Frequently Asked Questions About Counseling
In my role I'm asked questions about a broad scope of issues. Relationships, counseling, and how to deal with people's problems are all pretty common topics of discussion. I am interested in helping people to ask good questions and seek honest answers to help them through life. If you would like to discuss any additional questions, please schedule an appointment through the window at the bottom of this page!
What is the point of counseling?
There are several potential benefits from talking through issues, including with a skilled people helper (i.e. pastor, counselor, social worker, psychologist). They can provide support, help with solving problems, and give hope in specific situations. Through intentional conversations people are often helped to grow relationally and spiritually. This talking process can significantly change how people view themselves and others.
It is important to ask yourself and people with whom you are talking to a few important questions, "Direction: What is the ultimate goal of our talking together?", "Time: How long will this help take?", "Goals: What will be our tangible results?", "Opportunities: What are the benefits & risks?", "Teamwork: What exactly is the helper committed to do?", and "Expectations: What am I expected to do to make it successful?"
Do I need professional help?
It's a simple fact that we all need & seek help sometimes. Our lives just have these moments where we are pushed beyond ourselves. Some problems even get worse with our own efforts- so we can't handle them in isolation. This makes change an an ongoing need. In many situations our friends, family, spiritual leaders, & community can provide adequate help. Yet these relationships can both carry us and deeply hurt us in the process. Some of these people who are closest to us may promote us seeking professional help, and others will openly disdain us getting help outside of them. When, how, and what we seek from people helpers can be humbling and deeply personal.
The professional's job, like their unpaid counterparts, is to help us understand our strengths, and some can even help contend with our weaknesses, obstacles, suffering, and sin (offenses to God & others). With guidance we can grow in ways we do not expect. Realistically not all counsel will make us healthy or address our deepest needs. It really matters who, what direction, and how someone is offering to help us. For better or worse, the helper's beliefs, values, and counseling methods will shape our actions.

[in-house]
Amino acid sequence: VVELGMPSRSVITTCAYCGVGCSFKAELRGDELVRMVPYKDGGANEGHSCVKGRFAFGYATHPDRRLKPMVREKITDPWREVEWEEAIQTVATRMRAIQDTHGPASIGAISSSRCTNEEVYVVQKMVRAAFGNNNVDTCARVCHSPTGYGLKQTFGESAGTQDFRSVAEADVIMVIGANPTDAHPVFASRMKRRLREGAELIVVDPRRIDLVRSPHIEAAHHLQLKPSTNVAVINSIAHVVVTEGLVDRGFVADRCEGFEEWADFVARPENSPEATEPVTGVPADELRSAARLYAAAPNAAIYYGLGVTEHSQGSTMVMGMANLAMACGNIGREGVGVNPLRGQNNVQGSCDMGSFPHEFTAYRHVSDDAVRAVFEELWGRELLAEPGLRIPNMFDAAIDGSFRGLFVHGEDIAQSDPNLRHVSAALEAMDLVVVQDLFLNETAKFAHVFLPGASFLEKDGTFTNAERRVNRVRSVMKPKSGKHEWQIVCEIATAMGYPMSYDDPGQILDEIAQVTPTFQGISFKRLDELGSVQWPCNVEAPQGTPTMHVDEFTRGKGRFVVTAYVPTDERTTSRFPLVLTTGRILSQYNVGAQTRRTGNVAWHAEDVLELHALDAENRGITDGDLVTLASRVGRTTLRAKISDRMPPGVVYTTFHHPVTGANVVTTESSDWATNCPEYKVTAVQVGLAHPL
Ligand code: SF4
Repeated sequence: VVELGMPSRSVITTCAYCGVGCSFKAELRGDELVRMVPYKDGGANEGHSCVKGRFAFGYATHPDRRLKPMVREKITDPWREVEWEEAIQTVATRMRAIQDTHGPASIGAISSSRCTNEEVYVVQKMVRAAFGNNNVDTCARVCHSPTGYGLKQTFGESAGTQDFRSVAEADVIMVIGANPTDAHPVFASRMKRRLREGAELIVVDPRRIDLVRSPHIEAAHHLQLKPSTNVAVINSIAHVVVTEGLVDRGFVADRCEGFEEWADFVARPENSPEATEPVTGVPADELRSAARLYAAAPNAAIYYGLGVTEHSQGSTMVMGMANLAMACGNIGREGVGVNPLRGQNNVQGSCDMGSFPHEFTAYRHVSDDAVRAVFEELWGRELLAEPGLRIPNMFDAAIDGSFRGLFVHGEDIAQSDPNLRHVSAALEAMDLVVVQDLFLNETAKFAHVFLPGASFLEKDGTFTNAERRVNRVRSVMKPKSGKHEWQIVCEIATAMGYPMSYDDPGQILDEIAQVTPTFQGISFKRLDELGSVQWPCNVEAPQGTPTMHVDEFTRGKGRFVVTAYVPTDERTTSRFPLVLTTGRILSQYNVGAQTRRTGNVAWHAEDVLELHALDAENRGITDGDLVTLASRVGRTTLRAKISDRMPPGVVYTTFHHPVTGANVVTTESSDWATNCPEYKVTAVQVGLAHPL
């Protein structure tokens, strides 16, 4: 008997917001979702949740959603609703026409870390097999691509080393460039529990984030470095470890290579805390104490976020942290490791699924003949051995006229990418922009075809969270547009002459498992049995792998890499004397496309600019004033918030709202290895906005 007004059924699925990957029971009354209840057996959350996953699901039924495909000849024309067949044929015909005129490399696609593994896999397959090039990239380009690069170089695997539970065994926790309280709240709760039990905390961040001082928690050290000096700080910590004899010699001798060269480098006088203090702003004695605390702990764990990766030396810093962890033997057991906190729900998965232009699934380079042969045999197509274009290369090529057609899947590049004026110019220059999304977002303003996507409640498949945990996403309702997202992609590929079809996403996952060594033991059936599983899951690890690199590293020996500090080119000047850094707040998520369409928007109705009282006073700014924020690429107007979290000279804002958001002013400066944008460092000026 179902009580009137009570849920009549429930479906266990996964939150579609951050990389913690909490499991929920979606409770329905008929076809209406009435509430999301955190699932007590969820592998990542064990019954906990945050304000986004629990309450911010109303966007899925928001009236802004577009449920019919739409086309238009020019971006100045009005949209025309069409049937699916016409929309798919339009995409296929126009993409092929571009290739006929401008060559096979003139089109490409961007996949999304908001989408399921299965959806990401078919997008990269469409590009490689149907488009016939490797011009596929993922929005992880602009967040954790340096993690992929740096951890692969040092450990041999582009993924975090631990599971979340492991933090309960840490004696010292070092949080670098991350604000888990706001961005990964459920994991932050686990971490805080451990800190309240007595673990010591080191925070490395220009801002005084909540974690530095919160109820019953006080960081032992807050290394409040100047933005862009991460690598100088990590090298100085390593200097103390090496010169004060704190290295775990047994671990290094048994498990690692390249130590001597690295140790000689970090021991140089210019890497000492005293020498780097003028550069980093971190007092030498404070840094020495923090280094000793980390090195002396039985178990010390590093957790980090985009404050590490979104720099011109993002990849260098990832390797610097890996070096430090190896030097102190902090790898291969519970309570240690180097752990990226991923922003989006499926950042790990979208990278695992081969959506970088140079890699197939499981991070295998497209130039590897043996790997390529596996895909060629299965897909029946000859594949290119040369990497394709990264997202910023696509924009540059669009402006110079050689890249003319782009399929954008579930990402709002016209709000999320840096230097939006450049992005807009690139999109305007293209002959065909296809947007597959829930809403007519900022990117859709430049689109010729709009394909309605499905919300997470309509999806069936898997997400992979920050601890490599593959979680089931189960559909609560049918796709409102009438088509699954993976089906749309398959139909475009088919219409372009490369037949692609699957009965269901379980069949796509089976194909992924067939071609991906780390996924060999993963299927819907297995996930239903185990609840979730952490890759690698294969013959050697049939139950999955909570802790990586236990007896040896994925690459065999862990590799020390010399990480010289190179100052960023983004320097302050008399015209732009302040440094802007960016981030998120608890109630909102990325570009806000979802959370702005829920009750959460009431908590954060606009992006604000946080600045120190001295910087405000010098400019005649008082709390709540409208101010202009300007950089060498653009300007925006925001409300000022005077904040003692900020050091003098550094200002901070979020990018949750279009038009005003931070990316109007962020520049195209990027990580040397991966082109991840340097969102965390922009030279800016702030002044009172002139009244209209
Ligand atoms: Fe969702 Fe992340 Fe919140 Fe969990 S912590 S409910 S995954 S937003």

Professional help is not for everyone, though. Sadly it's not always affordable and happily not everyone needs it. No one should be manipulated or forced into getting professional help, unless they are in imminent danger to themselves or someone else. In those cases emergency professions are often the best immediate links to helping people in crisis situation (911, hospitals, child protective services, crisis hotlines, etc.).
How do you view spirituality in counseling?
Our spirituality shapes the way we look at things and gives us a worldview. This is a key part of making the decision to seek help. Many mental health approaches avoid this arena of life or promote their own belief systems. True health (thriving) means addressing all of our realities- including our physical, relational, and spiritual world. It is reasonable for "help seekers" to expect that "people helpers" have training & practical wisdom about these matters. However, most of us don't want to be preached at by religious people, judged, or psychiatrically labeled when seeking help.
The professional’s job is to meet people "where they are at" and give guidance according to training and competency (based on professional ethical standards). When done well, we can create environments that are honest, supportive, insightful, private, and will enable people to thrive to their fullest capabilities. I seek to honor my professional ethical standards especially by respecting people of different faiths or worldviews. However, in doing so I will not betray my own beliefs and values. My desire is to think biblically about people, problems, and the healing process. I have studied under great people, in great institutions, who address theological tension points and create a robust frameworks for the type of services I provide.
So, if you need help, reach out. I'm here if you need it.